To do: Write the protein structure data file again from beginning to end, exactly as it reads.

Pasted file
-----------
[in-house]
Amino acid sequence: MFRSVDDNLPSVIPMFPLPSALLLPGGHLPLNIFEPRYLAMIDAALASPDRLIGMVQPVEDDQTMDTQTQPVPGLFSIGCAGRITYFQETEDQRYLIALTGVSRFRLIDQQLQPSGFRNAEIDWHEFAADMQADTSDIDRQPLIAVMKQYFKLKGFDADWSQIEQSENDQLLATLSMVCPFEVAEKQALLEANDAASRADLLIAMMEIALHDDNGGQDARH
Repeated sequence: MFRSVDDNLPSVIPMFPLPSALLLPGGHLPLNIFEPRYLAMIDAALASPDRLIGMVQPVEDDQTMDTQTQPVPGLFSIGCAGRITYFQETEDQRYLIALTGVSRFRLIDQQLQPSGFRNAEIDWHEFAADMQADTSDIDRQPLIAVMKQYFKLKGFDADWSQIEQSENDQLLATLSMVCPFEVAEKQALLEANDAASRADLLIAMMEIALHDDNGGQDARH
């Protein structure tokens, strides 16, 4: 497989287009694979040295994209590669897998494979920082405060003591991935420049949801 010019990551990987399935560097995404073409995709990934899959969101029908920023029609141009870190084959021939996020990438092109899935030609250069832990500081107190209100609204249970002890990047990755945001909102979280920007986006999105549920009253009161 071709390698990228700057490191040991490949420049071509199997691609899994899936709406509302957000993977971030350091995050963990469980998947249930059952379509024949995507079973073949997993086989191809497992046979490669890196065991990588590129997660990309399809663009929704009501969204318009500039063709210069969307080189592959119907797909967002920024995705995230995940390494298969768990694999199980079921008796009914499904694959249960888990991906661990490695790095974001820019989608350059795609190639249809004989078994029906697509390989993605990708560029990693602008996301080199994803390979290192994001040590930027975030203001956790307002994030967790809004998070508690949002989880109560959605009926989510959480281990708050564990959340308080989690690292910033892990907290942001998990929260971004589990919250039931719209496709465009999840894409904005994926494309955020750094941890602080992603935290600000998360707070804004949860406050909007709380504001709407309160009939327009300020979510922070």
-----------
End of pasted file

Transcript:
[in-house]
Amino acid sequence: MFRSVDDNLPSVIPMFPLPSALLLPGGHLPLNIFEPRYLAMIDAALASPDRLIGMVQPVEDDQTMDTQTQPVPGLFSIGCAGRITYFQETEDQRYLIALTGVSRFRLIDQQLQPSGFRNAEIDWHEFAADMQADTSDIDRQPLIAVMKQYFKLKGFDADWSQIEQSENDQLLATLSMVCPFEVAEKQALLEANDAASRADLLIAMMEIALHDDNGGQDARH
Repeated sequence: MFRSVDDNLPSVIPMFPLPSALLLPGGHLPLNIFEPRYLAMIDAALASPDRLIGMVQPVEDDQTMDTQTQPVPGLFSIGCAGRITYFQETEDQRYLIALTGVSRFRLIDQQLQPSGFRNAEIDWHEFAADMQADTSDIDRQPLIAVMKQYFKLKGFDADWSQIEQSENDQLLATLSMVCPFEVAEKQALLEANDAASRADLLIAMMEIALHDDNGGQDARH
């Protein structure tokens, strides 16, 4: 497989287009694979040295994209590669897998494979920082405060003591991935420049949801 010019990551990987399935560097995404073409995709990934899959969101029908920023029609141009870190084959021939996020990438092109899935030609250069832990500081107190209100609204249970002890990047990755945001909102979280920007986006999105549920009253009161 071709390698990228700057490191040991490949420049071509199997691609899994899936709406509302957000993977971030350091995050963990469980998947249930059952379509024949995507079973073949997993086989191809497992046979490669890196065991990588590129997660990309399809663009929704009501969204318009500039063709210069969307080189592959119907797909967002920024995705995230995940390494298969768990694999199980079921008796009914499904694959249960888990991906661990490695790095974001820019989608350059795609190639249809004989078994029906697509390989993605990708560029990693602008996301080199994803390979290192994001040590930027975030203001956790307002994030967790809004998070508690949002989880109560959605009926989510959480281990708050564990959340308080989690690292910033892990907290942001998990929260971004589990919250039931719209496709465009999840894409904005994926494309955020750094941890602080992603935290600000998360707070804004949860406050909007709380504001709407309160009939327009300020979510922070």